Kavakos Takes Up the Baton …. With Mixed Results

United KingdomUnited Kingdom Beethoven: Leonidas Kavakos (conductor/violin), Tim Hugh (cello), Enrico Pace (piano), London Symphony Orchestra; Usher Hall, Edinburgh, 04.06.2014 (SRT)

Beethoven:   Overture: The Creatures of Prometheus
Triple Concerto
Symphony No. 3 “Eroica”


Long known (and highly regarded) as a violinist, Leonidas Kavakos has decided to take up the conductor’s baton.  It’s quite a compliment to be given the LSO as a band to experiment with and the results were often interesting, but overall it was a mixed success.  For one thing, his gestures reveal that he’s fairly new to this game: he conducted the Prometheus overture like a wound up stick-man, and from time to time he didn’t seem entirely au fait with basic concert etiquette, such as when to bring an individual to his feet or when to raise the whole band.

However, he shaped Prometheus fairly convincingly, with a very broad opening section that was underpinned by fantastically resonant basses.  Those basses also sounded great in the subtle opening of the Triple Concerto, and the orchestral palette was fantastic throughout; but I found the performance as a whole rather unconvincing.  For one thing, the soloists seemed to rely a bit too much on luck and good measure rather than genuine communication, something precipitated by the bizarre decision to seat them facing away from one another.  This cut off a vital line of communication – especially vital when the conductor is also a soloist – and meant that a lot of the busy passages for soloists alone simply weren’t together.  Kavakos’ violin was perfectly fine, as was Pace’s piano, but both gave way to the glorious cantabile sound that flowed from Tim Hugh’s cello.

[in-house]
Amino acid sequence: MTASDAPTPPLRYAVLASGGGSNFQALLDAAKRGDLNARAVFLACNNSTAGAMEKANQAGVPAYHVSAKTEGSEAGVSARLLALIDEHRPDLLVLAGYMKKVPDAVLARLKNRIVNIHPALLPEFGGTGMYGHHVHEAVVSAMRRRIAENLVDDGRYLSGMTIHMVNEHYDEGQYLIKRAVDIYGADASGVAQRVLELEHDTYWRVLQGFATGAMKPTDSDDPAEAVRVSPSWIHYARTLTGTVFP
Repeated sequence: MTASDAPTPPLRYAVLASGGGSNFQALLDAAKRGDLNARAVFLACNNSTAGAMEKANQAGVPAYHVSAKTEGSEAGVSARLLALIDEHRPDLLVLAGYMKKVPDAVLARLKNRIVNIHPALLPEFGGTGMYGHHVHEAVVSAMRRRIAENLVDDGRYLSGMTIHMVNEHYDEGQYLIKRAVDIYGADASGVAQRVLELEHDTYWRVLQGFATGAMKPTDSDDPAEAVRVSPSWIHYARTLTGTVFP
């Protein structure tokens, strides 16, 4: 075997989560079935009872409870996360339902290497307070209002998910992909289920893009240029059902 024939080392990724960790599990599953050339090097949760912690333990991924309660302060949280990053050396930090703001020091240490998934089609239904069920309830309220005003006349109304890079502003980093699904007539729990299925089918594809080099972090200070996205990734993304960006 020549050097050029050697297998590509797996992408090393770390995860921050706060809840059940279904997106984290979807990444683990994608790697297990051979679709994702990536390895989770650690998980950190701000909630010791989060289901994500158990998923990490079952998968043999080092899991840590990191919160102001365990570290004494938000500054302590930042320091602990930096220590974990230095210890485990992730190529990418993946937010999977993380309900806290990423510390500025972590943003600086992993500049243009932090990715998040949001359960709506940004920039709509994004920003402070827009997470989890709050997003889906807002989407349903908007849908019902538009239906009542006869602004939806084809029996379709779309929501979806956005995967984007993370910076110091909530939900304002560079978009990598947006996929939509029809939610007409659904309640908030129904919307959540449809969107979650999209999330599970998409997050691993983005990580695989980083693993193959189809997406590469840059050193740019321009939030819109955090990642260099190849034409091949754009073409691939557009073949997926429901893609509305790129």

I began to wonder after a while whether the orchestra was actually paying any attention to Kavakos, who waved his arms during the tutti sections but to little seeming effect.  They seemed rather to go their own way during the symphony, too, but the result was actually remarkably good: an orchestra as experienced and as rounded as this is one that can cope admirably with being left to their own devices in repertoire like this.  In fact, the symphony sounded much more together than did the concerto, the orchestra seemingly able to read one another better than the trio of soloists.  Highlights included the firecracker opening, the glorious sound of the horns (uproarious in the Scherzo, strangely beautiful towards the end of the first movement) and the burgeoning sense of majesty as the finale approached its climax.  So the grandeur, so lacking in the concerto, got there by the end of the evening, and the wait was just about worth it.

Simon Thompson

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